Get our free email newsletter with just one click

Erica Whyman to join RSC as deputy artistic director

by -

Erica Whyman has been appointed to the newly-created role of deputy artistic director of the Royal Shakespeare Company.

She will join Gregory Doran, who succeeds Michael Boyd as artistic director in September. Whyman is currently chief executive and artistic director of Northern Stage, where she has been in post for seven years.

Doran said: “I am so pleased that Erica Whyman has agreed to join the RSC in a newly-created role as my deputy artistic director, following her highly successful tenure at Northern Stage. Erica will play a key part in developing new work and new artistic collaborations, as well as directing for us. She will contribute to our future creative strategy and will deputise for me on artistic matters.

“At Northern Stage, she has held an unusual joint position, as chief executive and artistic director, demonstrating her creative and strategic leadership skills and cementing her reputation both as a director and a producer. She has worked in partnership with a notably wide range of nationally and internationally significant theatre makers, and has shown an appetite and aptitude for creative change and collaborative working practice. She has a great track record and knows the RSC from her long association with us in Newcastle.”

Whyman will have particular responsibility for redeveloping the RSC’s experimental studio space, The Other Place. She said that she was “delighted to be joining the RSC at such an exciting time.”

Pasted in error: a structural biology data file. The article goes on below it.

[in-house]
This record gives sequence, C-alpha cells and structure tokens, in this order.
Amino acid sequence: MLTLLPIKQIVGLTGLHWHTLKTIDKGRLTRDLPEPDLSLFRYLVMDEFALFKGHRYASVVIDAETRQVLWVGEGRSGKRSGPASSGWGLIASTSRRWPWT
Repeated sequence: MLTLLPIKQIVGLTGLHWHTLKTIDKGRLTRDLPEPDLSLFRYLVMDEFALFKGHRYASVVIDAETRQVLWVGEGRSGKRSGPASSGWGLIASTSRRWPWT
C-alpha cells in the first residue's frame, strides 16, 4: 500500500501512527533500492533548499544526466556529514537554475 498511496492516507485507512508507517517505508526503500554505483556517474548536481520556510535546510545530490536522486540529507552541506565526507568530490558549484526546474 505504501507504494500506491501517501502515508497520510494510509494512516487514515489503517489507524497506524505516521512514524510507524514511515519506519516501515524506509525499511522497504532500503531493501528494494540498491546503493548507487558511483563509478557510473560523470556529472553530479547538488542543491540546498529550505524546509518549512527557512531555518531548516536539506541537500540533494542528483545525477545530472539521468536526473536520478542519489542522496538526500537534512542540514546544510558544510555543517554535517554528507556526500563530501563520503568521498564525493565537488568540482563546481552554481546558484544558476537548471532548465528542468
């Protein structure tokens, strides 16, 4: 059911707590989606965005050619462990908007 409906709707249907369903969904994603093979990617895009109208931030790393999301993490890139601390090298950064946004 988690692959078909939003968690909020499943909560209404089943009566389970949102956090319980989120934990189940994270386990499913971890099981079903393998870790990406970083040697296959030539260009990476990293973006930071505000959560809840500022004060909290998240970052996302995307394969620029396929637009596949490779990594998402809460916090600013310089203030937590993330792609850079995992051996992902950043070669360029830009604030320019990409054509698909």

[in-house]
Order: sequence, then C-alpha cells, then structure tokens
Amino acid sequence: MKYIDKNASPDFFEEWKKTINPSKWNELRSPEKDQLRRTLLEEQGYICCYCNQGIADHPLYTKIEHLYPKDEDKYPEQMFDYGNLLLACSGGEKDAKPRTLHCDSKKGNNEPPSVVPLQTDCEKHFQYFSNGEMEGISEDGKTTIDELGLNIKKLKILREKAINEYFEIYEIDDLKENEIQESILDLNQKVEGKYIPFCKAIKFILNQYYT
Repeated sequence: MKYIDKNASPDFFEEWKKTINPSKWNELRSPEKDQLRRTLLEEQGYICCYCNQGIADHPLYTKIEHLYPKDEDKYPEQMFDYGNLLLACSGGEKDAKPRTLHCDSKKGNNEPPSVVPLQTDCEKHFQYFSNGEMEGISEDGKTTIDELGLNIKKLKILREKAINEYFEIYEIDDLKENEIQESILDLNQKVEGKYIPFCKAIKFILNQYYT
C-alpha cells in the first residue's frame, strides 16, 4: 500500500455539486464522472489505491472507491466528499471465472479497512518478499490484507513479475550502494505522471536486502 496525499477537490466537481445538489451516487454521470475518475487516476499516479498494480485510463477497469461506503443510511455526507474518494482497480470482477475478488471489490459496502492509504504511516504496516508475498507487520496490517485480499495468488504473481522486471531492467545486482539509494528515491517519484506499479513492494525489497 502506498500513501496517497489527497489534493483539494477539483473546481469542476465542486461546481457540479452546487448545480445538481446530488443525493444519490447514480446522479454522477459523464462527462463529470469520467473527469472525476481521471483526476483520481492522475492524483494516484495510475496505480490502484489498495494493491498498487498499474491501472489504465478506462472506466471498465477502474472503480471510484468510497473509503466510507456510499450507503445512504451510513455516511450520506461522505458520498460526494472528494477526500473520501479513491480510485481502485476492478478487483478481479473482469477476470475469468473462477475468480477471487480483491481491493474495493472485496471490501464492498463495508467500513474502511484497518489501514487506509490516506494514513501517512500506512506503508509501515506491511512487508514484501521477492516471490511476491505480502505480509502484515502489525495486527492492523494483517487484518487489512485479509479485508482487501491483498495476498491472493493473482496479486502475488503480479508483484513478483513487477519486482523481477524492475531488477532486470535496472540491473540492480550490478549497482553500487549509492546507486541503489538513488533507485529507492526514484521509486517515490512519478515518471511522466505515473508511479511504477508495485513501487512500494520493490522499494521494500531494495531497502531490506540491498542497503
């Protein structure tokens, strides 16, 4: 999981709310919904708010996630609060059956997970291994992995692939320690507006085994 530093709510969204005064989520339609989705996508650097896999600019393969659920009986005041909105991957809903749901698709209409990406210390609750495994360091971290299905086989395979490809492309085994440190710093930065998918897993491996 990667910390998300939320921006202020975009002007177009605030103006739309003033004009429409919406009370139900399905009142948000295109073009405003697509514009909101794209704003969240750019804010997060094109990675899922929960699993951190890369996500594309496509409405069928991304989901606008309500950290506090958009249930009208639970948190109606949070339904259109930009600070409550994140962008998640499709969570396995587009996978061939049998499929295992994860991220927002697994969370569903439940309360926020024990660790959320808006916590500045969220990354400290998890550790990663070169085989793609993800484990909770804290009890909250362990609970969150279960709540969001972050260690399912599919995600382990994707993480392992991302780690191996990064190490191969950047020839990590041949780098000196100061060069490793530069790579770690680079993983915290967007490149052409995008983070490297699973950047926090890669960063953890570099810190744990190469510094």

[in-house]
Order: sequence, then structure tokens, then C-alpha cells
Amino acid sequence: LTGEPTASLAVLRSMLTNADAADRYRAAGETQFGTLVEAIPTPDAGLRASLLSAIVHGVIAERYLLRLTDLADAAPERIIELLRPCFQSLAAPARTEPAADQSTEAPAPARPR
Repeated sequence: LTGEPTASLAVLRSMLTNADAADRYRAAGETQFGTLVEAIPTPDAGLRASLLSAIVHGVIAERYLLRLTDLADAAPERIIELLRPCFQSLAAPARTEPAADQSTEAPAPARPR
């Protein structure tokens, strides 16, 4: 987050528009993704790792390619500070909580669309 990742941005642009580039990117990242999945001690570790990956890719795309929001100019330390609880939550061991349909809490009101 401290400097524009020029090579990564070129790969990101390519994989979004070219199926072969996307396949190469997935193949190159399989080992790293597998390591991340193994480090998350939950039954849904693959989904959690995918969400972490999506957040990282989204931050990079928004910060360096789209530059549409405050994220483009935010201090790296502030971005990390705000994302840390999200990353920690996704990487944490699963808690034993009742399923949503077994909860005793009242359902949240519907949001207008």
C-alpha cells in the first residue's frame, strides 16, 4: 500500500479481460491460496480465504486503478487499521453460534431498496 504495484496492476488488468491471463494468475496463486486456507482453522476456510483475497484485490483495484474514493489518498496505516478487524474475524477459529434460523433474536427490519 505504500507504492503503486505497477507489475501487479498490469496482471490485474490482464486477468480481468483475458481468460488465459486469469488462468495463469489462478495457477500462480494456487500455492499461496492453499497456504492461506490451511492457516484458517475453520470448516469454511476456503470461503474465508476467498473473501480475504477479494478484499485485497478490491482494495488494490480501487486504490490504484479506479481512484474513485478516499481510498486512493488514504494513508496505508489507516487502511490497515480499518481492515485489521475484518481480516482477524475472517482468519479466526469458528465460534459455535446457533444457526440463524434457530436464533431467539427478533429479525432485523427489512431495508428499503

She added: “I am a great admirer of Greg’s work as a director, his plans for the company are thrilling and Catherine Mallyon is a tremendous appointment as executive director. I have had seven exceedingly happy and rewarding years at Northern Stage and the company and the north east will always be part of my life, but it is an honour to be invited to join a remarkable new team at a moment of change and opportunity for the RSC.

“I have a life-long love of Shakespeare, his humanity, his theatrical ambition and his powerful sense of mischief. I look forward very much to being able to interpret his work for the next generation both of audiences and of theatre makers.”

We need your help…

When you subscribe to The Stage, you’re investing in our journalism. And our journalism is invested in supporting theatre and the performing arts.

The Stage is a family business, operated by the same family since we were founded in 1880. We do not receive government funding. We are not owned by a large corporation. Our editorial is not dictated by ticket sales.

We are fully independent, but this means we rely on revenue from readers to survive.

Help us continue to report on great work across the UK, champion new talent and keep up our investigative journalism that holds the powerful to account. Your subscription helps ensure our journalism can continue.